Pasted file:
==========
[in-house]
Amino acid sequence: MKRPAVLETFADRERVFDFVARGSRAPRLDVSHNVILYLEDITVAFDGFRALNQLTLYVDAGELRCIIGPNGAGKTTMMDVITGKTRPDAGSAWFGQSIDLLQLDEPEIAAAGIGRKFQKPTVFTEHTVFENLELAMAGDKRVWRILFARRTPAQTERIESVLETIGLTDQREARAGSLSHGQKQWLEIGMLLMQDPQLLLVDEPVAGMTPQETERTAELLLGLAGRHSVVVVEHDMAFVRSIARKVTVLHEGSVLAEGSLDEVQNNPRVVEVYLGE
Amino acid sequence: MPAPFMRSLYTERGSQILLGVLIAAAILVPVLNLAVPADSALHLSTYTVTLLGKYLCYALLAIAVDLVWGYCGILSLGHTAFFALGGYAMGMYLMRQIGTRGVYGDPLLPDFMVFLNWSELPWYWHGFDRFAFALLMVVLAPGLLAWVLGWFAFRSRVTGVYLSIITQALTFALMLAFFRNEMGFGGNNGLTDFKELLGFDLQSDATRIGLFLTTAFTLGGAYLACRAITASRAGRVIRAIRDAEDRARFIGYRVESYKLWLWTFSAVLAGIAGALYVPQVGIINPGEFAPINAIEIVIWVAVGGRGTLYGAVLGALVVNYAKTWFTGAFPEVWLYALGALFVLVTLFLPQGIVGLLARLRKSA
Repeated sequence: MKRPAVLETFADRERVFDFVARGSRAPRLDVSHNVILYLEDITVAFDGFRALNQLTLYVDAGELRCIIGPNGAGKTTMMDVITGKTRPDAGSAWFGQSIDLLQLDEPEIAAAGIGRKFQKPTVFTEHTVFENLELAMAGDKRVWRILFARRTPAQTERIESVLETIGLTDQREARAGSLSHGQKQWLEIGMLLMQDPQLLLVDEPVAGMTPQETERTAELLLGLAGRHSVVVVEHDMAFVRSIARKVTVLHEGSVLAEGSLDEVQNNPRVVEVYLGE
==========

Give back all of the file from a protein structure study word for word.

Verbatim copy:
[in-house]
Amino acid sequence: MKRPAVLETFADRERVFDFVARGSRAPRLDVSHNVILYLEDITVAFDGFRALNQLTLYVDAGELRCIIGPNGAGKTTMMDVITGKTRPDAGSAWFGQSIDLLQLDEPEIAAAGIGRKFQKPTVFTEHTVFENLELAMAGDKRVWRILFARRTPAQTERIESVLETIGLTDQREARAGSLSHGQKQWLEIGMLLMQDPQLLLVDEPVAGMTPQETERTAELLLGLAGRHSVVVVEHDMAFVRSIARKVTVLHEGSVLAEGSLDEVQNNPRVVEVYLGE
Amino acid sequence: MPAPFMRSLYTERGSQILLGVLIAAAILVPVLNLAVPADSALHLSTYTVTLLGKYLCYALLAIAVDLVWGYCGILSLGHTAFFALGGYAMGMYLMRQIGTRGVYGDPLLPDFMVFLNWSELPWYWHGFDRFAFALLMVVLAPGLLAWVLGWFAFRSRVTGVYLSIITQALTFALMLAFFRNEMGFGGNNGLTDFKELLGFDLQSDATRIGLFLTTAFTLGGAYLACRAITASRAGRVIRAIRDAEDRARFIGYRVESYKLWLWTFSAVLAGIAGALYVPQVGIINPGEFAPINAIEIVIWVAVGGRGTLYGAVLGALVVNYAKTWFTGAFPEVWLYALGALFVLVTLFLPQGIVGLLARLRKSA
Repeated sequence: MKRPAVLETFADRERVFDFVARGSRAPRLDVSHNVILYLEDITVAFDGFRALNQLTLYVDAGELRCIIGPNGAGKTTMMDVITGKTRPDAGSAWFGQSIDLLQLDEPEIAAAGIGRKFQKPTVFTEHTVFENLELAMAGDKRVWRILFARRTPAQTERIESVLETIGLTDQREARAGSLSHGQKQWLEIGMLLMQDPQLLLVDEPVAGMTPQETERTAELLLGLAGRHSVVVVEHDMAFVRSIARKVTVLHEGSVLAEGSLDEVQNNPRVVEVYLGE